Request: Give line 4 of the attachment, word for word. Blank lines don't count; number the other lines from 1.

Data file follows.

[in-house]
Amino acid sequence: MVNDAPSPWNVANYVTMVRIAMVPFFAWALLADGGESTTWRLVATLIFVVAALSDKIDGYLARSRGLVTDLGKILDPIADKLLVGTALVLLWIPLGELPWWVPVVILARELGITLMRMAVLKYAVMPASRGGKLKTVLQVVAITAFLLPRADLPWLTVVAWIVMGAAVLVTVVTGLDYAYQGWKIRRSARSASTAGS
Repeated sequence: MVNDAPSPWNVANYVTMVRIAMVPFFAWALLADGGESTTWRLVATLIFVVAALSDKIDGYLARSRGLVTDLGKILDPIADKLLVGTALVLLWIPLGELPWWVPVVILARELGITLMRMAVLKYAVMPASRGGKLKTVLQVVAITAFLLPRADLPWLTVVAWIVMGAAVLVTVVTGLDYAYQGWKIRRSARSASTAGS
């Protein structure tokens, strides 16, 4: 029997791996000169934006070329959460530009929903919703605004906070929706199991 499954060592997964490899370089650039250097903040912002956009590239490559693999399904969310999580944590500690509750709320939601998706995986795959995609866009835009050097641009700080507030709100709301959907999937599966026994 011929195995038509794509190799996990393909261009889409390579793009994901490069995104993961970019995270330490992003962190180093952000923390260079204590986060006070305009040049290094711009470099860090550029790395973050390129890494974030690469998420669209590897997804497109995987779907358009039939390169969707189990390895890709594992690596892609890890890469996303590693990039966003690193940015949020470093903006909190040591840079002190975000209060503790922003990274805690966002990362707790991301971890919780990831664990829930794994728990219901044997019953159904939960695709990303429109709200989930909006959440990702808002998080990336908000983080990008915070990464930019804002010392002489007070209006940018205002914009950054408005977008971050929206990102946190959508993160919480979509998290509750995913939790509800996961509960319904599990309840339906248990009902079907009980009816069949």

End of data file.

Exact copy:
């Protein structure tokens, strides 16, 4: 029997791996000169934006070329959460530009929903919703605004906070929706199991 499954060592997964490899370089650039250097903040912002956009590239490559693999399904969310999580944590500690509750709320939601998706995986795959995609866009835009050097641009700080507030709100709301959907999937599966026994 011929195995038509794509190799996990393909261009889409390579793009994901490069995104993961970019995270330490992003962190180093952000923390260079204590986060006070305009040049290094711009470099860090550029790395973050390129890494974030690469998420669209590897997804497109995987779907358009039939390169969707189990390895890709594992690596892609890890890469996303590693990039966003690193940015949020470093903006909190040591840079002190975000209060503790922003990274805690966002990362707790991301971890919780990831664990829930794994728990219901044997019953159904939960695709990303429109709200989930909006959440990702808002998080990336908000983080990008915070990464930019804002010392002489007070209006940018205002914009950054408005977008971050929206990102946190959508993160919480979509998290509750995913939790509800996961509960319904599990309840339906248990009902079907009980009816069949």